Vacation Time

Everyone needs a break from the hustle and bustle of his or her everyday routine. Whether you are working a 40-hour a week job, being a house-mom, volunteering or even retired, we all like to get out and get away from our usual environment and take a vacation – and especially right now has many Covid-19 restrictions are being lifted all across the country. Trips to the big city, camping, theme parks and national and state parks are just a few of the multitude of possibilities for a family vacation.

            For people with disabilities, just a smidgen of planning ahead can prevent heartbreak, disappointment and potentially risky situations. Most attractions, such as theme and national parks have made their sites accessible to the disabled thanks to the Americans with Disabilities Act (ADA). Yet, due to a variety of issues and unforeseen circumstances, what is available to the able-bodied individual may vary somewhat from what is available to the disabled traveler.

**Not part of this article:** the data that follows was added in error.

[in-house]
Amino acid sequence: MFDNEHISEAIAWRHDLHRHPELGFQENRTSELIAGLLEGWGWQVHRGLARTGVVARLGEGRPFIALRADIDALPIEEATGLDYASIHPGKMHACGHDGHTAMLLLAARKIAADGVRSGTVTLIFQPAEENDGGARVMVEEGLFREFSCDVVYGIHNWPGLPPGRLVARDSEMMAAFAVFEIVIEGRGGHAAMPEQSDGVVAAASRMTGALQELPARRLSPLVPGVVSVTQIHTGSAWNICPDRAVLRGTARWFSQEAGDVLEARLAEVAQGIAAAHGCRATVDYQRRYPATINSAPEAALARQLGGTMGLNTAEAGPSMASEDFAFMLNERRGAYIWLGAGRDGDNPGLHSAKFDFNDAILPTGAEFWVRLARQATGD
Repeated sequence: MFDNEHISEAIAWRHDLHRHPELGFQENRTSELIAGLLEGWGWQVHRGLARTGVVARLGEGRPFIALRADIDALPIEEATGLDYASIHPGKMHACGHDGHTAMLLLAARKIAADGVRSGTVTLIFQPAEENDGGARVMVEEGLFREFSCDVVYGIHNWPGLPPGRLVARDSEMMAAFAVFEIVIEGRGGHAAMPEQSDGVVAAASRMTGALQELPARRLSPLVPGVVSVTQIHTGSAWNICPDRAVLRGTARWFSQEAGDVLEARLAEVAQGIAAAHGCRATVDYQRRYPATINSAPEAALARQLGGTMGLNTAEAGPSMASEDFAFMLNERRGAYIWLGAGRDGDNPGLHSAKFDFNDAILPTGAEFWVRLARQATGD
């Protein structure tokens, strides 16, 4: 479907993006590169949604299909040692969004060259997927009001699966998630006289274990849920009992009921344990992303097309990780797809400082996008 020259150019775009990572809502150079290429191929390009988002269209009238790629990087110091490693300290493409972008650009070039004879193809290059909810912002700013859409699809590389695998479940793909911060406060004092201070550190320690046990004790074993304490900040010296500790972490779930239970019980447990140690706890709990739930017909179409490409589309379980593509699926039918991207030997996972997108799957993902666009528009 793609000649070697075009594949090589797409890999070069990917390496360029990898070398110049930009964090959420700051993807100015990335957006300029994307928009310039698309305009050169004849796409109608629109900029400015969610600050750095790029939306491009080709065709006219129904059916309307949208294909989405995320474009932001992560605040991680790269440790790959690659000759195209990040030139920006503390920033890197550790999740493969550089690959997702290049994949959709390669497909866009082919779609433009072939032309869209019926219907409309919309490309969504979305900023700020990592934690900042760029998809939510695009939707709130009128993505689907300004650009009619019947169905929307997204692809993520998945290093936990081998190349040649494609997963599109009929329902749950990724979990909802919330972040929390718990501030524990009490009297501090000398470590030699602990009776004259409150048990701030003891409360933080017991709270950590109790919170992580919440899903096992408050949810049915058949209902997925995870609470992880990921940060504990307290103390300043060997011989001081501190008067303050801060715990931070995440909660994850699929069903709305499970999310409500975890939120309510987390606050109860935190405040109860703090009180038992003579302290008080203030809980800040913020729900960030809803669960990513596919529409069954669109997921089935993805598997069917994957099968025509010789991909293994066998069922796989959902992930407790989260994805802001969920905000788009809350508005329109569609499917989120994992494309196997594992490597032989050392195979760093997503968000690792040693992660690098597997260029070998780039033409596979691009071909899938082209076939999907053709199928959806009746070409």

When making hotel/motel reservations, always ask the manager of the facility to describe “handicapped” rooms. What works for the “average” traveler may not work for you. In my travels across the nation, it’s not uncommon to reserve a room only to find out that my wheelchair cannot get through the bathroom door. There’s no such thing as “over planning.”

            If flying, try to take very necessary items with you in your carry-on luggage. Especially remember your essential medications. If your regular luggage should happen to get lost or end up on another flight, you will probably be a little more at ease.

            For more information on vacationing with the disabled, call 888-503-7955 or email us at info@maysmission.org for our brochure, “The Disabled Traveler.” Have fun and be safe!

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